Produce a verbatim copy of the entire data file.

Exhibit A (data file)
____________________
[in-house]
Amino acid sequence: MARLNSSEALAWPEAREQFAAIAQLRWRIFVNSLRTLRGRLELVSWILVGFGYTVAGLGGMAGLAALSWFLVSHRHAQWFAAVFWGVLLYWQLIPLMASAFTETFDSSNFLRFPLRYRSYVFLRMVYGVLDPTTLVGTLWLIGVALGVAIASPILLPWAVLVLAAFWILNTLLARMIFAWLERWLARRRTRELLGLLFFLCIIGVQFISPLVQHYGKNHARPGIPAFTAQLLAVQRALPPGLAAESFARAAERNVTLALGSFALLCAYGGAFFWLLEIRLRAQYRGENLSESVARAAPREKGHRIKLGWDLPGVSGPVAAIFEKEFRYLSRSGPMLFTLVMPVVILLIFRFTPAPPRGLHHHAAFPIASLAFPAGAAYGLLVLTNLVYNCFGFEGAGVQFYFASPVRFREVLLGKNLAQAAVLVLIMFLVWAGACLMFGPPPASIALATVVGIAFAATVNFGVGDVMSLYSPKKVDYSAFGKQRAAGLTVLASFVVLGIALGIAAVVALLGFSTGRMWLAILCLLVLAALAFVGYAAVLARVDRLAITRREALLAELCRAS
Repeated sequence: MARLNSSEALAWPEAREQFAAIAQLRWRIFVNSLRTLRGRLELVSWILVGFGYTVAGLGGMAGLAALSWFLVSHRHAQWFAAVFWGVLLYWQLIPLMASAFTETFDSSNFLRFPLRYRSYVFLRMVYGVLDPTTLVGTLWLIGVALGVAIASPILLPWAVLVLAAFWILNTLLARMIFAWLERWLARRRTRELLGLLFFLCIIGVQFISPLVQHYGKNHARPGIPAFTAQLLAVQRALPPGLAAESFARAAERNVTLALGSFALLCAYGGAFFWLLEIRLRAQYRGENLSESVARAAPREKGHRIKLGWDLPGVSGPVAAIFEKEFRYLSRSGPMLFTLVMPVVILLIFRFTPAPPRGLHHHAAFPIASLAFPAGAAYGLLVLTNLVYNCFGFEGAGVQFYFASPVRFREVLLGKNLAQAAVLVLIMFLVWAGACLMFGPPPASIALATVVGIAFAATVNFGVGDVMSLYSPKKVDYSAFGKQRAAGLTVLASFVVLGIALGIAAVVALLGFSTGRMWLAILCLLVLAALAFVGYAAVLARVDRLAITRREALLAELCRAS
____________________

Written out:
[in-house]
Amino acid sequence: MARLNSSEALAWPEAREQFAAIAQLRWRIFVNSLRTLRGRLELVSWILVGFGYTVAGLGGMAGLAALSWFLVSHRHAQWFAAVFWGVLLYWQLIPLMASAFTETFDSSNFLRFPLRYRSYVFLRMVYGVLDPTTLVGTLWLIGVALGVAIASPILLPWAVLVLAAFWILNTLLARMIFAWLERWLARRRTRELLGLLFFLCIIGVQFISPLVQHYGKNHARPGIPAFTAQLLAVQRALPPGLAAESFARAAERNVTLALGSFALLCAYGGAFFWLLEIRLRAQYRGENLSESVARAAPREKGHRIKLGWDLPGVSGPVAAIFEKEFRYLSRSGPMLFTLVMPVVILLIFRFTPAPPRGLHHHAAFPIASLAFPAGAAYGLLVLTNLVYNCFGFEGAGVQFYFASPVRFREVLLGKNLAQAAVLVLIMFLVWAGACLMFGPPPASIALATVVGIAFAATVNFGVGDVMSLYSPKKVDYSAFGKQRAAGLTVLASFVVLGIALGIAAVVALLGFSTGRMWLAILCLLVLAALAFVGYAAVLARVDRLAITRREALLAELCRAS
Repeated sequence: MARLNSSEALAWPEAREQFAAIAQLRWRIFVNSLRTLRGRLELVSWILVGFGYTVAGLGGMAGLAALSWFLVSHRHAQWFAAVFWGVLLYWQLIPLMASAFTETFDSSNFLRFPLRYRSYVFLRMVYGVLDPTTLVGTLWLIGVALGVAIASPILLPWAVLVLAAFWILNTLLARMIFAWLERWLARRRTRELLGLLFFLCIIGVQFISPLVQHYGKNHARPGIPAFTAQLLAVQRALPPGLAAESFARAAERNVTLALGSFALLCAYGGAFFWLLEIRLRAQYRGENLSESVARAAPREKGHRIKLGWDLPGVSGPVAAIFEKEFRYLSRSGPMLFTLVMPVVILLIFRFTPAPPRGLHHHAAFPIASLAFPAGAAYGLLVLTNLVYNCFGFEGAGVQFYFASPVRFREVLLGKNLAQAAVLVLIMFLVWAGACLMFGPPPASIALATVVGIAFAATVNFGVGDVMSLYSPKKVDYSAFGKQRAAGLTVLASFVVLGIALGIAAVVALLGFSTGRMWLAILCLLVLAALAFVGYAAVLARVDRLAITRREALLAELCRAS